Hillary Clinton meets early voters at a polling site in Greensboro, N.C., on Oct. 27. (Melina Mara/The Washington Post)

It’s the first rule of transition: You do not talk about transition, especially if you’re one of the countless people angling for a job.

Dallas plaintiffs attorney Lisa Blue Baron just learned that lesson the hard way.

Baron, a prominent Democratic donor, attended a conference for tort attorneys in Las Vegas last week, and caught the attention of a reporter when she said she was interviewing with Hillary Clinton’s transition team for her White House “dream job.”

“I am so excited about it,” Baron said told a crowd of attendees, according to Legal Newsline. The job? Helping to vet federal judges, Baron said.

The story published Tuesday to Forbes, where a Post reader spotted it and sent it our direction. Bragging — it’s just not the best look for a major party donor.

So is Baron in fact interviewing with the transition team for a job? Contacted by The Post, she said she misspoke.

“I have not interviewed for any position,” Baron wrote in an email.

“I met with a member of the transition team to voice my concerns about federal judicial vacancies,” she wrote. “To the best of my knowledge, the transition team is not interviewing candidates for any positions. They have not reached out to me regarding any job opportunities.”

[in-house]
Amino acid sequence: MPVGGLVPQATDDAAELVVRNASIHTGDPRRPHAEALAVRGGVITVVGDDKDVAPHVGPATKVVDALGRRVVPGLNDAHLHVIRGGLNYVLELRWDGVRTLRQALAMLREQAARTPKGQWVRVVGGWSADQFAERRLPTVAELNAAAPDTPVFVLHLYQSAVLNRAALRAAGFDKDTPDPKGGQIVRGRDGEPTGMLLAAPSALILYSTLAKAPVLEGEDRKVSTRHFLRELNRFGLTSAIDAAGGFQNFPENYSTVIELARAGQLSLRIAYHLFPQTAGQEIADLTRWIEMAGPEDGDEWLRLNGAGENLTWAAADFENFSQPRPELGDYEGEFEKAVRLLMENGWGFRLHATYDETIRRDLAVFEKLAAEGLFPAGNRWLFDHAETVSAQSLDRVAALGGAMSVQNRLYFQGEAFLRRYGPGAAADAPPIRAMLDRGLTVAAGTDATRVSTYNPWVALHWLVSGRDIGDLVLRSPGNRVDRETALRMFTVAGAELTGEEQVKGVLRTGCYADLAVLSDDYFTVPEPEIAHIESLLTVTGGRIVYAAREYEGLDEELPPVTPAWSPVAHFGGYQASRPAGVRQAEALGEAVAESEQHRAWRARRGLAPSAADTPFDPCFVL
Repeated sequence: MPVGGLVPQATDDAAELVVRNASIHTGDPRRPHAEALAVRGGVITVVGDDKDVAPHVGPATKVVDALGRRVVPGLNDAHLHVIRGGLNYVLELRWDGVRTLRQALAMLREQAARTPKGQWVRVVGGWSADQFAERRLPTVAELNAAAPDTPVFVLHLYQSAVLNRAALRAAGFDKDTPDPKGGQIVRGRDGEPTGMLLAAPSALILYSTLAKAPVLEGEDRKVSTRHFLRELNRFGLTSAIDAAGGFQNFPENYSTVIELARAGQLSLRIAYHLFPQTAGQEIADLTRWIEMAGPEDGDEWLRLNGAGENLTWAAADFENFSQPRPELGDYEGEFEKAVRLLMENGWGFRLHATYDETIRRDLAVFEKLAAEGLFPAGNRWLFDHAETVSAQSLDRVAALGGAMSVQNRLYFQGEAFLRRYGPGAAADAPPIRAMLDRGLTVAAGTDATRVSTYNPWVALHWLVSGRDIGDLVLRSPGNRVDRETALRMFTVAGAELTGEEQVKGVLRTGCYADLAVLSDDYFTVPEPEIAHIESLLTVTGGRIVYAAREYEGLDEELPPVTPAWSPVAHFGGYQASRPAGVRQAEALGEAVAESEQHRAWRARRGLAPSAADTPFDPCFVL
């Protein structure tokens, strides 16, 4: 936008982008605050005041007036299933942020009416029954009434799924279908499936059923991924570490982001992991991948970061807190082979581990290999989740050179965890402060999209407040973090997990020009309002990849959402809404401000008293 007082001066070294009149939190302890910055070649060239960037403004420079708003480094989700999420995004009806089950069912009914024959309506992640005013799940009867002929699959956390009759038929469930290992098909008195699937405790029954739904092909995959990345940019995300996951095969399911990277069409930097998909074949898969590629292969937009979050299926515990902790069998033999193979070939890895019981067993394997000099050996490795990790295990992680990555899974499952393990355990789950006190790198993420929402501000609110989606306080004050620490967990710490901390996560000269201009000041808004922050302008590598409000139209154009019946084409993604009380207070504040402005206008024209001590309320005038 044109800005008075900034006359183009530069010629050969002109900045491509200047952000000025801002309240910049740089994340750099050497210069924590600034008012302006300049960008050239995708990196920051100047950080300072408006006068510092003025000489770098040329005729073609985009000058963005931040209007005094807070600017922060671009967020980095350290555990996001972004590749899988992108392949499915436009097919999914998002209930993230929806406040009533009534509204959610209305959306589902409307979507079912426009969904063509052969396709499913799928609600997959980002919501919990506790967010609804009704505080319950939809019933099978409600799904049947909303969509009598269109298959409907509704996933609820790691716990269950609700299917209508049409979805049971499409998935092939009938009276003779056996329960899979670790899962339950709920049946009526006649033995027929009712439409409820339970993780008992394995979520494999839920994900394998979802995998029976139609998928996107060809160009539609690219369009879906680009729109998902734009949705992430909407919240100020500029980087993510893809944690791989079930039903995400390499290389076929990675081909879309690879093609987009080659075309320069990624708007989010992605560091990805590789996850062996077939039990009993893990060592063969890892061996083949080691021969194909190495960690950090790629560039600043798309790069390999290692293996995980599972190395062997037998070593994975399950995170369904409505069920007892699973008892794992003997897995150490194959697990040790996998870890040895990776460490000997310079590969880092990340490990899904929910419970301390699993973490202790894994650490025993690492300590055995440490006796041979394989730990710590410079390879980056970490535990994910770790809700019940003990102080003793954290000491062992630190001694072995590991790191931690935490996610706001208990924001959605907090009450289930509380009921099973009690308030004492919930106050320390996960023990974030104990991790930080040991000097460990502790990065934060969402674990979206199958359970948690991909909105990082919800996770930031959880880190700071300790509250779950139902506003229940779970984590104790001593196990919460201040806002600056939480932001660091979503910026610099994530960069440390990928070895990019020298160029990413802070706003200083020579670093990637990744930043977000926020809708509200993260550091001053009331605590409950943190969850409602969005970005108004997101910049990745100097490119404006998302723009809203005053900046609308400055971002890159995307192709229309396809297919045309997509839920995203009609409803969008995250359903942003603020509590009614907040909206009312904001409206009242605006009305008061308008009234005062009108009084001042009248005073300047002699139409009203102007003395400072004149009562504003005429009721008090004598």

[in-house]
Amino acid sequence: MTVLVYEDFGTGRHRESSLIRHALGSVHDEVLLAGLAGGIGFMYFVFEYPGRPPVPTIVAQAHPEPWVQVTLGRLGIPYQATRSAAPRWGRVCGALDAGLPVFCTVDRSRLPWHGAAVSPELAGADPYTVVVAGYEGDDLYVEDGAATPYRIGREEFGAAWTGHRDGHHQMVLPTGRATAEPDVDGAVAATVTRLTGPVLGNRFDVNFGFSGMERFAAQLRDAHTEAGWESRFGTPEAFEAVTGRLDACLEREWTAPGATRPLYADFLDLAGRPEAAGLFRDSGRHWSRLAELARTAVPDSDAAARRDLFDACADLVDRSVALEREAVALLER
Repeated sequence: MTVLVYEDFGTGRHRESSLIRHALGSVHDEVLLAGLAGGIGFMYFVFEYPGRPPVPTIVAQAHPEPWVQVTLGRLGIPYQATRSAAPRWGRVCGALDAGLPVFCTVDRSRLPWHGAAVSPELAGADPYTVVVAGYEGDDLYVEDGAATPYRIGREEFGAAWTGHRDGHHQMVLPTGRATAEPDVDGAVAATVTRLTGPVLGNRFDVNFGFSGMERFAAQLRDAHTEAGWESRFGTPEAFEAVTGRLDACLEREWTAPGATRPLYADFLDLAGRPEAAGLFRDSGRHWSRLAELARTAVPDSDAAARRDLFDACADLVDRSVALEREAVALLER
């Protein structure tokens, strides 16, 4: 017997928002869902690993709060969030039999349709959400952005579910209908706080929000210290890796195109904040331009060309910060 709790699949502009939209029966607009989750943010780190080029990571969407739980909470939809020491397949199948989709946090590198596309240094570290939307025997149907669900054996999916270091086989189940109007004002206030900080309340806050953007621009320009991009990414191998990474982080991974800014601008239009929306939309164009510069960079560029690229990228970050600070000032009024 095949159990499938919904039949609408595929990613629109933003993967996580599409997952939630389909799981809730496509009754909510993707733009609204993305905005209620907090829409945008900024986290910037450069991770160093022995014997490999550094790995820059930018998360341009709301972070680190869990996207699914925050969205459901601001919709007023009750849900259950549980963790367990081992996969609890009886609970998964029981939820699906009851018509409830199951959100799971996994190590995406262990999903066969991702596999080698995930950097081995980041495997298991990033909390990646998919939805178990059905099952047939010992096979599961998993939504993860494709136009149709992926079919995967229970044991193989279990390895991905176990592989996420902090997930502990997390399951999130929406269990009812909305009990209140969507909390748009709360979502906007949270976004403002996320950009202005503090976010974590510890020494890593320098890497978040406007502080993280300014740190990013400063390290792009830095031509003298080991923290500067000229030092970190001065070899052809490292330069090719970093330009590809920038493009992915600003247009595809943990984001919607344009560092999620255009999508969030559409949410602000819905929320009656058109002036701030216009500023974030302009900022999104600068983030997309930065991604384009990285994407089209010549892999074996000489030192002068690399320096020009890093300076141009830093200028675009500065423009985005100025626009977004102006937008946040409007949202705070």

Almost could have been written by the transition team itself.

Baron and her late husband, Fred, have had a long history with the Clintons. As longtime party donors, they were guests of the family at the White House and Camp David in the ’90s, according to the Dallas Morning News. Lisa Baron hosted a fundraiser for Hillary Clinton’s presidential campaign in May.

Readers may be more familiar with her husband, who served as finance chair of John Edwards’s 2008 presidential campaign and spent $200,000 to support Edwards’s mistress, Rielle Hunter, and hide her from the media. (Edwards was indicted on six counts of violating campaign finance laws in 2011, with one not-guilty verdict and a mistrial declared on five counts a year later.)

Baron said she would be “humbled and flattered” by a job offer if Clinton wins.

“As a practicing attorney with more than three decades of experience, I am passionate about issues facing our civil justice system,” she wrote. “At this stage in my career, it is my dream to serve in any role that will allow me to use my advocacy experience to strengthen access to the courts for all Americans.”

At the same time, she wrote, “I have three small children to consider first.”